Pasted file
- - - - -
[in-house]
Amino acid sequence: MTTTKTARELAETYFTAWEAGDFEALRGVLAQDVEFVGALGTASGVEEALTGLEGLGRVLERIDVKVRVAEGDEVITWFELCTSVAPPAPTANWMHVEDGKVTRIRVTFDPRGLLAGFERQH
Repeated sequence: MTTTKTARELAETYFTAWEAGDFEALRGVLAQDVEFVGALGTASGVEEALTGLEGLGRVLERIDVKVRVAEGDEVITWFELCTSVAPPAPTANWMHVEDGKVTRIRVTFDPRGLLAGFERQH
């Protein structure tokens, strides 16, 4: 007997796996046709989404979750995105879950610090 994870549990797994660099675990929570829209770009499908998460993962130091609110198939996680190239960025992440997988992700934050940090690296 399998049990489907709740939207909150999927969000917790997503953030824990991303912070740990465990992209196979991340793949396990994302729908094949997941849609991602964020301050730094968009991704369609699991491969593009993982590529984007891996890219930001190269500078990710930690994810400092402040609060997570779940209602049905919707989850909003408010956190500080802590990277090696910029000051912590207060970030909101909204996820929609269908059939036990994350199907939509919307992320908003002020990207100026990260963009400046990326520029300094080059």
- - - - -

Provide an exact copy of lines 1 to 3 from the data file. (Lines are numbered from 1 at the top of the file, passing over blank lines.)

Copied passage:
[in-house]
Amino acid sequence: MTTTKTARELAETYFTAWEAGDFEALRGVLAQDVEFVGALGTASGVEEALTGLEGLGRVLERIDVKVRVAEGDEVITWFELCTSVAPPAPTANWMHVEDGKVTRIRVTFDPRGLLAGFERQH
Repeated sequence: MTTTKTARELAETYFTAWEAGDFEALRGVLAQDVEFVGALGTASGVEEALTGLEGLGRVLERIDVKVRVAEGDEVITWFELCTSVAPPAPTANWMHVEDGKVTRIRVTFDPRGLLAGFERQH